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PSY211 Exam 3 Cognitive Learning TERMS
Terms in this set (35)
Internal mental processes
Memory, abstract reasoning, critical, language representation, spatial representation, conceptual/analytical thought, creative thinking, problem solving.
Thinking outside of the box
A problem solving technique that involves the generation of possible solutions and devising a solution plan.
A set of instructions that will guarantee the success of a procedure or the ultimate solution to a problem.
Ex) Pull out every strand of hay until you find the needle in the haystack.
May not be most efficient way.
Short-cute, or rule of thumb, that speeds up the problem solving process by using an educated guess, common sense, or your intuition.
Ex) Google search does not go through the entire internet, but uses intelligent strategies to generate the most likely search candidates.
Does not ensure the right answer.
Rather than trying to find the ideal or optimal solution to many problems, we settle for solutions that are good enough.
Ex) While apartment hunting, all you need to do is locate a place that is convenient, comfortable, and affordable. That should satisfy your wants.
Problem will be solved in a way that you can live with.
Difficulty switching to a new and uncommon use of a tool or object.
Ex) Use box of tacks, matches, and a candle to mount the candle on the wall.
Mental Set (Problem solving set)
Learning to adopt certain strategies for solving past problems that may not be helpful for future problems.
The organism comes equipped with a family of responses that are arranged in a hierarchy of strength. Alternative behavior sequence that lead to the same goal.
Ex) When cat finally pulls string to escape the string pulling is at the top of the hierarchy and is the dominant response in the cat's repertoire behavior.
Gestalt Theory- Insight
A sudden understanding of how all the elements in a problem fit together and form the solution to the problem.
Ex) The chimp stacked boxes on top of each other to get the banana.
Gestalt Theory- Goal Direction
The view that the problem solving is NOT a mechanical process of building behaviors on top of behaviors. Problem solving is a directional process guided by the nature of the problem.
The problem is broken into sub-goals, and devising the means for reaching each sub-goal (ends) brings the problem closer and closer to a final solution.
Ex) Travel plans (booking connecting flights)
Planning strategy (Planning process)
When faced with a problem, find another (perhaps simpler) problem that you can solve, and then use this to guide you to the solution for the original problem.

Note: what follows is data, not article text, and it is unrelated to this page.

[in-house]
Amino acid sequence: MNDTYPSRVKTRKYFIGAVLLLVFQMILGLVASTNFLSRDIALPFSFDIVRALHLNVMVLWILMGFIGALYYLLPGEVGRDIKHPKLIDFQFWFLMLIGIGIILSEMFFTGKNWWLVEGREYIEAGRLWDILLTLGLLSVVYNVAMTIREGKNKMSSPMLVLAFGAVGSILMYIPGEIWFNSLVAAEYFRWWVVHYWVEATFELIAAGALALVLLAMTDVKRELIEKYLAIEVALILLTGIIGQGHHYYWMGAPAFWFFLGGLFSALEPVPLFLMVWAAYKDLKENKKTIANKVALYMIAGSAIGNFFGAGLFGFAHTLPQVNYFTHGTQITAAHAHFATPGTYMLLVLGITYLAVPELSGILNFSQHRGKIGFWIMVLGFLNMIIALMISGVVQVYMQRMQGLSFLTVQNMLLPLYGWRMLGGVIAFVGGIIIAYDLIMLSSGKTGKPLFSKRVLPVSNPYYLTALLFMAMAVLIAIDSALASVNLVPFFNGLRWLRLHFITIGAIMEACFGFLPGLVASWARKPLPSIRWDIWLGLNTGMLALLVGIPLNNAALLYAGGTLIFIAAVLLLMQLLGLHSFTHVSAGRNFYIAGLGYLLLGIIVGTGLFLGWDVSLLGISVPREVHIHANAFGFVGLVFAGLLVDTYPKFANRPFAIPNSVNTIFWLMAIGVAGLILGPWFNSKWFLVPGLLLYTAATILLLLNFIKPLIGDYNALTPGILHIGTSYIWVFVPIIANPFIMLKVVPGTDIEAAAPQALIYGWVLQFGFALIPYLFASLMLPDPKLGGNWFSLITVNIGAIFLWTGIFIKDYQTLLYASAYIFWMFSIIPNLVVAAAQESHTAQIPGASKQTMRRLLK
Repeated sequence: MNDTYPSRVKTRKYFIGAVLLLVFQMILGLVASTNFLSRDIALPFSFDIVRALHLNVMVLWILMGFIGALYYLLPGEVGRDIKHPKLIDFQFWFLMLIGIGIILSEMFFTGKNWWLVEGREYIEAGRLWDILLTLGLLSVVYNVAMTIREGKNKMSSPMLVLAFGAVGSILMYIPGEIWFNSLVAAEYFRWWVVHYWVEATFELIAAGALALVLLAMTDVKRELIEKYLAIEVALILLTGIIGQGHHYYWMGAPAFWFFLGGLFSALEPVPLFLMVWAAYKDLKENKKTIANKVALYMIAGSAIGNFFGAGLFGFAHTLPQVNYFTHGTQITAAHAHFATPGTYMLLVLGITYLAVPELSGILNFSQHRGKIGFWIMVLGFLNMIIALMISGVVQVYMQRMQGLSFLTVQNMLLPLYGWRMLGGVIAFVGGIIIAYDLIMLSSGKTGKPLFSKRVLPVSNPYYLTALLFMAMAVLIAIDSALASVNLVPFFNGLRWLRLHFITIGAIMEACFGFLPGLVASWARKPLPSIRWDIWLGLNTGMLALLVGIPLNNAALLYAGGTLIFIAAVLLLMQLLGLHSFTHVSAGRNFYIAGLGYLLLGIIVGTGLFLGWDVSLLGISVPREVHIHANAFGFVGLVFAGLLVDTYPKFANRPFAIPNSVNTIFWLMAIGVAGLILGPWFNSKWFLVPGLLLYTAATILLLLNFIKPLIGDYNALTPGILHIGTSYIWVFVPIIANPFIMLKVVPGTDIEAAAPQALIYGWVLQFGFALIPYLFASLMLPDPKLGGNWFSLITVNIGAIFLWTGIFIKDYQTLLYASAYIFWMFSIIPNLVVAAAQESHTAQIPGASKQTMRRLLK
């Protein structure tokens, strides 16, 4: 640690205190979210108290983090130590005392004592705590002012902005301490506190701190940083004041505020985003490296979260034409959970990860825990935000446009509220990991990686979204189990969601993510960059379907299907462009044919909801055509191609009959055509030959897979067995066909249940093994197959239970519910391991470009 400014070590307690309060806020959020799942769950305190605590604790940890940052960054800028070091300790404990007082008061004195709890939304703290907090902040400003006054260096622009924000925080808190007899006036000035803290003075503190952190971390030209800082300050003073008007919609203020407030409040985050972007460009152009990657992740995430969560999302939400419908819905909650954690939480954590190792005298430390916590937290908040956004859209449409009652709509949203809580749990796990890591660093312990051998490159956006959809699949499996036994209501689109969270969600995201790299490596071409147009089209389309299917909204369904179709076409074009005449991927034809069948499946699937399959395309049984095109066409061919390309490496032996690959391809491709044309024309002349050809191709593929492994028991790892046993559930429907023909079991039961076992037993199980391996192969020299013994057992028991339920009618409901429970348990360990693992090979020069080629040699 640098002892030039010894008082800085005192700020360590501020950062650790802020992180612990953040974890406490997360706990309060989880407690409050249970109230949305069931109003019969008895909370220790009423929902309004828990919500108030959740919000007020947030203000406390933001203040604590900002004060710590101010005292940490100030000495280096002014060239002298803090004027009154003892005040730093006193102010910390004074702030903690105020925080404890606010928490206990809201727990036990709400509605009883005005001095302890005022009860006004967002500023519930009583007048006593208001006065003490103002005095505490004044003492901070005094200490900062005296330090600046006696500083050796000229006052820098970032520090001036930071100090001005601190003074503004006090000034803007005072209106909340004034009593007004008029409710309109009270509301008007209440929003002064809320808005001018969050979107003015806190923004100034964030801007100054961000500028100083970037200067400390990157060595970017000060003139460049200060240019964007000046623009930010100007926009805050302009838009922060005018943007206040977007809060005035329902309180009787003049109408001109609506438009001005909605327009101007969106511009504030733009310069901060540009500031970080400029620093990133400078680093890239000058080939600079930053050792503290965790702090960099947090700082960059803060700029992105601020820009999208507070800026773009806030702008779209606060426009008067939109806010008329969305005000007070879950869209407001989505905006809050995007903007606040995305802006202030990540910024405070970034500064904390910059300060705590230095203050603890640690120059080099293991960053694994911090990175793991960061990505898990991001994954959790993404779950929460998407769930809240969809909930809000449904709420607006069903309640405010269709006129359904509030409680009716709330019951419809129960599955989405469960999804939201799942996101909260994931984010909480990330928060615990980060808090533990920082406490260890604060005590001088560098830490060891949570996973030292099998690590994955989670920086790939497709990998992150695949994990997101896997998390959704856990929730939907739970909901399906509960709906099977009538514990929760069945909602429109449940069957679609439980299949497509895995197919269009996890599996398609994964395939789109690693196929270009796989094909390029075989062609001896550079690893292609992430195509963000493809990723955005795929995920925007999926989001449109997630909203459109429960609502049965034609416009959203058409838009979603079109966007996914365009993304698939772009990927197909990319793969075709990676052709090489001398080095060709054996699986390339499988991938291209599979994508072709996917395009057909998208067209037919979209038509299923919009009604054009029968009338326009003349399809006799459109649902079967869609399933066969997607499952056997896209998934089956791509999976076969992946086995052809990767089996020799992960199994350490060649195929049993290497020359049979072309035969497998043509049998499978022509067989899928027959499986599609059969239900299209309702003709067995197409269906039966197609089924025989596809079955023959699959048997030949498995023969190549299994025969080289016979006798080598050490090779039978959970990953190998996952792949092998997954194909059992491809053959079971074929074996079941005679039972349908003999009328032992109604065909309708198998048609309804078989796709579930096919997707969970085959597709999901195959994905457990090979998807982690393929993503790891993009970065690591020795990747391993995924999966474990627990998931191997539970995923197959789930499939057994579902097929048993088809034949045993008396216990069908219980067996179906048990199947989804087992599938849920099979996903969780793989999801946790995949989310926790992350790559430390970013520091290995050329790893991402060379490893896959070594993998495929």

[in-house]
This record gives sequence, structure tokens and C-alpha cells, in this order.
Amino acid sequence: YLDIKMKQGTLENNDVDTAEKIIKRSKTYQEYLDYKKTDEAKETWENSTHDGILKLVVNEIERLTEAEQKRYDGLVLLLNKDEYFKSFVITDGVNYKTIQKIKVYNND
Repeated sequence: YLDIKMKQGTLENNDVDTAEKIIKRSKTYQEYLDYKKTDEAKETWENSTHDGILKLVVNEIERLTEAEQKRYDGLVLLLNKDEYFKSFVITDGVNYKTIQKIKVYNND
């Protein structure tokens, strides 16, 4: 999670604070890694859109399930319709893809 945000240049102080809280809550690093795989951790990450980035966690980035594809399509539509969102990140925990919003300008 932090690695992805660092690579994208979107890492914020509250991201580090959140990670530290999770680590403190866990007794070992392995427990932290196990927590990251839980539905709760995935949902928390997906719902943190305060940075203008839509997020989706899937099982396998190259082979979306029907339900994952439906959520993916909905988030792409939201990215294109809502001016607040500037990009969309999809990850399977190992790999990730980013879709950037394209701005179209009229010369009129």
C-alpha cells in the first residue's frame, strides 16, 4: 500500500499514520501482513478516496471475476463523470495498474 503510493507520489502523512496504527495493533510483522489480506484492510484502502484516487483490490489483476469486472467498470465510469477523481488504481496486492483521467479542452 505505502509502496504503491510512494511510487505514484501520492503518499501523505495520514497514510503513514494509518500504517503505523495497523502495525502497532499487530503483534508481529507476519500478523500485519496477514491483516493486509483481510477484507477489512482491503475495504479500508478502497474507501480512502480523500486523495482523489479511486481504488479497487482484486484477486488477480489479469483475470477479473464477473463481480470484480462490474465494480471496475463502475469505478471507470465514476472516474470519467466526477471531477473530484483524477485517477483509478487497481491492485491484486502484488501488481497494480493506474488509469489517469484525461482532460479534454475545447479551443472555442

The ability to generate many possible approaches or potential solutions to a problem.
The approaches or potential solutions are unusual, novel, or "off-the wall."
The ability to recognize and give up on a bad idea. The ability to let go and not fixate on a approach or solution.
The ability to think of useful, practical, worthwhile ideas and not fanciful or silly notions.
Creative ideas or products that flourish and extend from a single source.
Ex) How many ways can you use a paperclip?
Creative ideas that coalesce around a single point of origin.
Ex) Given 3 words and told to think of a 4th word that is related to the other 3.
We must learn to identify the relevant attributes of the concept.
Ex) Relevant features of cars= big, solid, wheels, doors, moves/ Irrelevant= color
Discovering the rule that applies to combining the attributes.
The concept has a single attribute that is either present or absent
Ex) Speed limit= 65 MPH
The concept has two or more attributes and all must be present
Ex) Car= big AND wheels AND doors AND moves
Women= adult AND female
Bachelor= male AND unmarried AND adult
The concept has two or more attributes; either or both can be present.
Ex) Road= asphalt OR gravel
Doctor= PhD OR MD OR both
The concept has two or more attributes defined by a conditional "if then" rule
Ex) School zone= IF SIGN is posted THEN DRIVE BELOW posted speed/ IF NO SIGN is posted THEN DRIVE AT 25 mph
Subject is shifted to a new problem in which a whole new dimension is now relevant.
Ex) Squares=no Circles=yes
Shifted to a new problem in which the same dimension is relevant, but the proper response is now reversed.
Ex) White objects= yes Black objects= no
Understands the world in sensory inputs and motor outputs. Sensory and motor coordination and egocentrism.
Ex) Hide an object under a blanket and the child thinks it has vanished.
Acquires representational thought and begins the process of verbal communication. Object permanence and simple classification.
Ex) Show a child an object and then hide it from them, they will actively look for it.
Concrete operational thought
Start to manipulate the internal representations that began in the preoperational stage. Complex classification (i.e. use of dimensions, hierarchies) and reversibility (i.e. conservation problems).
Marks the stage of abstract reasoning. Abstract, hypothetical reasoning.
Balance between searching for alternative solutions (moves) and scanning the consequences of a solution.
Ex) the game of chess
Start with a known solution and then follow steps backwards to the problem state (i.e. math problems).
Language symbols, images, prototypes.
Recommended textbook explanations
E Bruce Goldstein
COGNITIVE PSYCHOLOGY CONNECT MIND/RESRCH/EVERYDY EXPER
E Bruce Goldstein
Cengage Advantage Books: Cognitive Psychology
E Bruce Goldstein, Robert Hershberger
Psychology: Principles in Practice
Spencer A. Rathus
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